Wednesday, June 17, 2009

The Perils of Garden Design



It was the rose arbor that got us started. We went along to The Big Plant Nursery in Twyford, near Reading, last week. We bought several plants from them last year, gorgeous nearly fully grown specimens that fit right into a garden, making it look established from the beginning. We were looking for ideas for our garden which at the moment still looks for the most part like a great expanse of grass, despite our attempts to populate it with plants.

This is the biggest garden we have ever had - a huge backwards L-shape that wraps itself around our house with a single long rectangular planted area along the long side of the bottom of the L at the side of the house. Aside from that and a few trees, there isn’t much else there except some grass - a lot of grass. In our last house, my friend S helped me to design our garden and we dug it out ourselves the summer her husband was in the Gulf with the armed forces. I loved that garden, and brought as much of it as I could with me to this house. Unfortunately, due to the circumstances which arose around the time of our move, most of the plants just got plonked in the aforementioned rectangular bed without much thought, where they have survived quite nicely, if not as stylishly as I would have liked. I added a few plants here and there last year, but without much effect.

Nearly two years after arriving here, I figured it was time we did something about the garden and hoped I could figure out how to do it myself. (S lives over 150 miles away.) But the sheer amount of work involved, combined with the fact that none of us in this family is very good at, or has the lower back strength for, digging was causing me to doubt the wisdom of that idea. And then I saw the rose arbor - instant, finished, stunningly gorgeous and just what I dreamed of. Unsure where in our garden to put it, I did not actually buy it, just wandered out of the nursery dreaming about it. Then by a stroke of serendipity, just opposite me I saw a sign for a garden design/landscaping company. I looked at my husband, he looked at me, and before we knew it we were in their offices talking about our garden and rose arbors. Which brings me rather neatly to this morning, when their director visited so he could give us a quote.

He listened to my ideas (myriad, dreamy and kind of impractical) and translated them into possibilities that are do-able. Sadly, the rose arbor is out. His exact words were, “I’m not sure exactly where in this garden an arbor would make sense” which I’m sure translates to “What the heck were you thinking?” in garden design speak, but he was very nice about it. He agreed to give me three quotes, separating the garden into sections, so we can do as much or as little as we would like. He was also happy just to dig the beds and let me get on with the planting which was exactly what I wanted. Sounded great. I walked him back to his car, shook his hand, turned and grabbed the front door knob. It didn’t budge. My son had gone to school and locked the door while we were outside. None of the other doors or windows were open.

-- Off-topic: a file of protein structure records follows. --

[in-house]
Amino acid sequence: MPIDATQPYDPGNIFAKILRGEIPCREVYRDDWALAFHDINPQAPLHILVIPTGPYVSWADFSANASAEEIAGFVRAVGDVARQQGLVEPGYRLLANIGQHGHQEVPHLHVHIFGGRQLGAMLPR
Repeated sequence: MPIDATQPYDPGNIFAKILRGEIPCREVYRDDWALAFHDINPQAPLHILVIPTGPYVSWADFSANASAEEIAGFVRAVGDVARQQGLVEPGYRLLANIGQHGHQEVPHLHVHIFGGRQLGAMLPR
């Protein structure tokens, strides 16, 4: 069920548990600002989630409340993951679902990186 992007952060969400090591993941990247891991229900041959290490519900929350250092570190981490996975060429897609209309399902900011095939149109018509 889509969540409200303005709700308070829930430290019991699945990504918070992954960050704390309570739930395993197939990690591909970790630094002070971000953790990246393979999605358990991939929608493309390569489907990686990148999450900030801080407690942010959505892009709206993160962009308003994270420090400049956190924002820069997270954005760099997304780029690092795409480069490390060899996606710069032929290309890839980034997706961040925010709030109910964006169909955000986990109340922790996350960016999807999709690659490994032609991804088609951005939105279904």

So there I was, cheeks bright red, standing in the driveway with the chap from the design company. My phone was inside. His offer of the use of his telephone was unfortunately no help at all as I do not actually know my son’s mobile phone number - it’s in my mobile phone memory filed under his name. (Note to self, memorise son’s phone number.) Thankfully the culprit was just up the road at school, so I proceeded to walk up to find him, having now bid farewell to the witness of my embarrassment. Thankfully he had had the good grace not to laugh. I mean, it was kind of funny.

It was a lucky thing for me that when I arrived at the school my son was standing outside, although perhaps not for him as his friends witnessed his very frazzled mum arriving to retrieve the very keys that had locked her out. “Do you realise how embarrassing that was?” I queried. “I know I always tell you to lock the door, but I was home!” To be fair, he did look a bit chagrined, but I could tell he was trying very hard not to laugh.

In the end, there was no harm done (except perhaps to my image), and I’m safely inside again now. Apparently the quote for the garden will be with me in two or three days. I’m hoping that by then I’ll be feeling slightly less embarrassed by this morning’s events!

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